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DAKOTA WESLEYAN UNIVERSITY Jedediah Smith Transcript Journal About Jedediah Smith Jedediah Strong Smith was a fur trader and explorer who opened routes to the west coast. Born in 1799 in Bainbridge, New York, he began working at age 13 as a clerk on a Lake Erie freighter. He learned business methods and developed an ambition for adventurous wilderness trade. It was during the period from 1826-1830 that Smith made the journeys for which he is famous as an explorer. He is credited with the discovery of “the central route from the Rocky Mountains to the Pacific Ocean; the man who made the effective discovery of the South Pass; the first white man to cross Nevada; the first to traverse Utah from north to south, and from west to east; the first American to enter California by the overland route; the first white man to conquer the High Sierra; the first to explore the entire Pacific Slope from San Diego to Vancouver; in brief, the man who charted the way for the spread of the American empire from the Missouri River to the Western Sea.” [Foreword, “The Travels of Jedediah Smith: A Documentary Outline Including the Journal of the Great American Pathfinder,” by Maurice S. Sullivan, 1934] “In 1831 Smith, then 32, was opening the afterward famous Santa Fe trail when he was killed by a Comanche on the Cimmaron in southern Kansas.” [“Explorer’s Journal at DWU,” Rapid City Journal, April 12, 1964] About the Transcript Journal The journal is in the hand of Samuel Parkman, Jedediah Smith’s clerk. The journal itself spans 1822-1828, and was copied (transcribed) by Parkman in 1830-1831. The belief is that Parkman left gaps in the journal with the intention of filling them in later. The journal was then to be published. However, Smith’s death prevented that. The journal was listed as an asset in Smith’s estate, and passed to one of his younger brothers, Benjamin Paddock Smith. Maurice S. Sullivan acquired the journal in 1933 and published it in 1934 in the book “The Travels of Jedediah Smith: A Documentary Outline Including the Journal of the Great American Pathfinder.” Maurice Sullivan died in 1935, and his widow sold the journal to Clinton Anderson, US Senator from New Mexico, who attended Dakota Wesleyan University in 1913-1915 and received an honorary doctorate from DWU in 1933. He eventually donated the journal to DWU. The journal has been microfilmed by the Library of Congress, at the consent of Clinton Anderson, and positive prints of the microfilm were made for the Bancroft Library at Berkeley, the Missouri Historical Society at St. Louis, and the Utah State Historical Society at Salt Lake City. According to Dale Morgan, author who used the Library of Congress microfilm in his biography of Jedediah Smith, the journal was converted to a scrapbook at a later date, and various clippings which he described as “worthless” and “junk” were pasted to blank pages.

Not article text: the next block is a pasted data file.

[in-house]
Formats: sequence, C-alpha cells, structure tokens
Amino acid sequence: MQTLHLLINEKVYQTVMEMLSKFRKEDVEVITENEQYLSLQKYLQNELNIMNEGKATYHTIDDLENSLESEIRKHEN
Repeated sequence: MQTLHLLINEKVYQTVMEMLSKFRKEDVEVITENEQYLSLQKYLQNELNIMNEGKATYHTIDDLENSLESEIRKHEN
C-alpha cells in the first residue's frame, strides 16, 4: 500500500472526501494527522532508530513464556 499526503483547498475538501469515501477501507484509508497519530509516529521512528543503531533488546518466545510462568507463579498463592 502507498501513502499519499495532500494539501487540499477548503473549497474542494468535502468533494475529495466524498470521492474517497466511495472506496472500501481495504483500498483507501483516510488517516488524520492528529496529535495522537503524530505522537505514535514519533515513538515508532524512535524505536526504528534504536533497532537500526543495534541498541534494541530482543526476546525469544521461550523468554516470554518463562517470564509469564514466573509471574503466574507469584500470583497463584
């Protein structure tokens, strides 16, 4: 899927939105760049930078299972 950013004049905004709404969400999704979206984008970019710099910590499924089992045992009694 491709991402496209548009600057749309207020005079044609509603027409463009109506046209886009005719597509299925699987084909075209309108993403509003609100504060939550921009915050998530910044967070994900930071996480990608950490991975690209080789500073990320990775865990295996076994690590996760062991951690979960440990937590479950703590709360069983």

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Dakota Wesleyan University Archives, George and Eleanor McGovern Library, Mitchell, South Dakota

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